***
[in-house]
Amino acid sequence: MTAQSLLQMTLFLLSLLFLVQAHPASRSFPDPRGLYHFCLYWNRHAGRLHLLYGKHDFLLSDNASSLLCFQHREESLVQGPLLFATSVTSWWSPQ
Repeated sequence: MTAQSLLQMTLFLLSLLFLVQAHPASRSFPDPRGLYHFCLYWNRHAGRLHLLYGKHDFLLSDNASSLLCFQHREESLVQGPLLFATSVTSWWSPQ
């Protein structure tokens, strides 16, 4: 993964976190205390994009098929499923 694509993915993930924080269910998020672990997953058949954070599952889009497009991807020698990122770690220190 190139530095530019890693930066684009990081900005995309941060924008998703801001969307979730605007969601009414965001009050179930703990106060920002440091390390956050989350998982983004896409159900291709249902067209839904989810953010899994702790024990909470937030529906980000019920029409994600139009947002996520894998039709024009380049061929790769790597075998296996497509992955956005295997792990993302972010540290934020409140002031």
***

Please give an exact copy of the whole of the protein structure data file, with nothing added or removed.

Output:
[in-house]
Amino acid sequence: MTAQSLLQMTLFLLSLLFLVQAHPASRSFPDPRGLYHFCLYWNRHAGRLHLLYGKHDFLLSDNASSLLCFQHREESLVQGPLLFATSVTSWWSPQ
Repeated sequence: MTAQSLLQMTLFLLSLLFLVQAHPASRSFPDPRGLYHFCLYWNRHAGRLHLLYGKHDFLLSDNASSLLCFQHREESLVQGPLLFATSVTSWWSPQ
């Protein structure tokens, strides 16, 4: 993964976190205390994009098929499923 694509993915993930924080269910998020672990997953058949954070599952889009497009991807020698990122770690220190 190139530095530019890693930066684009990081900005995309941060924008998703801001969307979730605007969601009414965001009050179930703990106060920002440091390390956050989350998982983004896409159900291709249902067209839904989810953010899994702790024990909470937030529906980000019920029409994600139009947002996520894998039709024009380049061929790769790597075998296996497509992955956005295997792990993302972010540290934020409140002031």